Jun 30

Reflections of 2009-10

This year I taught three 6th grade Science classes, which means I had all 90 of my middle school’s 6th graders, and two 7/8 mixed Earth Science classes. Being able to teach 7th and 8th grade Science is wonderful because that means that I get to have some of my former 6th grade students again! I really appreciate that because the relationships we build in 6th grade just get strengthened. It’s like we’re taking off from where we left off instead of having to start all over again! My middle school has an advisory program for a 1/2 hour daily made up of about 14 6th, 7th, and 8th grade students. Students are used to at least one place where each year only 1/3 of their group is new. I find that a great way to work with my students. When I get to teach 7th grade it’s especially nice because I will have some students for three years in a row! That has been a great experience for me. Next year I will be teaching three 6th grade Science classes, all the 6th graders again, and two 8th grade Life Science classes. I look forward to having some of this past year’s 7th graders back in my two Life Science classes next year!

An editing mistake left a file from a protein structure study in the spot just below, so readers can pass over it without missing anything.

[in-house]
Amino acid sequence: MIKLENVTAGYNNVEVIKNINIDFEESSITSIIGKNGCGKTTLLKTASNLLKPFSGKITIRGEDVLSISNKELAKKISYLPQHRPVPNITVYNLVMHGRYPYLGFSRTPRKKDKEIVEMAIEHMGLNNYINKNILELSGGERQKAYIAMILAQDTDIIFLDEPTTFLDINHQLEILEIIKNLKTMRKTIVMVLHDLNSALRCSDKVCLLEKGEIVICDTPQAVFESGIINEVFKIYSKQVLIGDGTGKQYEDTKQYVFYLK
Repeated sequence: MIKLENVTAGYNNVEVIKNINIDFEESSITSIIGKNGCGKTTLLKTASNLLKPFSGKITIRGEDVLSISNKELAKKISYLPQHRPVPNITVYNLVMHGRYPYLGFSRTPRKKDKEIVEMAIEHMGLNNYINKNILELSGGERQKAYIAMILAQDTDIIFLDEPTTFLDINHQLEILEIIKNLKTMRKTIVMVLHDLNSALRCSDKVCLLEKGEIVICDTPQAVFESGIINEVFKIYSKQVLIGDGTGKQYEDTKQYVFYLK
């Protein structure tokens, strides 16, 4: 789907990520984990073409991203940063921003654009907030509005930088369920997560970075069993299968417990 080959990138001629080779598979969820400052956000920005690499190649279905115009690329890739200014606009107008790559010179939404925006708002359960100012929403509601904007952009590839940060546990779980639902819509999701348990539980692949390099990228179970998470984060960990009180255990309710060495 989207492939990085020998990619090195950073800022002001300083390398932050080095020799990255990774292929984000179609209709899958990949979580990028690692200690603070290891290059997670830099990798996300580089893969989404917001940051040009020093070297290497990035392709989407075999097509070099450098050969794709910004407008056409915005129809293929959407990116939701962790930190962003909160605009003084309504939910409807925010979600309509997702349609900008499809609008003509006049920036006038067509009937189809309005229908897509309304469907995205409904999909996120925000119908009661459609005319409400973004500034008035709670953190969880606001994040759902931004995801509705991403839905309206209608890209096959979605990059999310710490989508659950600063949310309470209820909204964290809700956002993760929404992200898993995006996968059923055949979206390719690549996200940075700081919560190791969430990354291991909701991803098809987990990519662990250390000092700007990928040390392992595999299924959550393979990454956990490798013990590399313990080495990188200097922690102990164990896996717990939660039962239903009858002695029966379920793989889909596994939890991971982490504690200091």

The highlight of this past year was when I went gradeless in the third and last trimester. After participating in conversations with some great educators in my Professional Learning Network (PLN), reading some articles from Alfie Kohn about not using grades as punishments and rewards and about giving students the education they deserve, viewing some talks from Dan Pink (great youtube video!) and Sir Ken Robinson on motivation and passion, and following up with a teacher from Alberta, Canada, Joe Bower (@joe_bower), and a teacher from Arizona, Paul Strauss (@SciTeach3), I made the preparations to go gradeless to encourage not just more learning but a love of learning from my students. I focused on the projects, labs and lessons students were to work on while using formative assessments to see if they were understanding the concepts. At the end of a given unit I would give students some essential questions based on the Science standard and concepts to see if they showed understanding. Then I reported this to students and families on paper and online using Easy Grade Pro. Below is an image of a sample progress report. I deliberately left out any marks, letters or numbers. In 5th grade my students received report cards with standards much like mine but instead of narrative feedback alone each standard was given a number. When I asked my 6th graders if they remembered the prior year’s report cards they all said yes and started to tell me what numbers they had received. I heard 3’s, 4’s, 2’s and 1’s but I didn’t hear what the numbers meant and when I asked what they received the numbers for not a single student could remember. That’s what the research shows that when students are given numbers, letters or marks that is what they focus on and remember. Plus grades are great for ranking students, which is something I don’t feel the need to do in middle school. Whether my middle school students receive A’s or F’s they still move on to the next grade so aside from rewarding and punishing them the letter grades really serve no purpose. The students who still wanted letter grades were interested in maintaining their high GPA’s, to know their rank.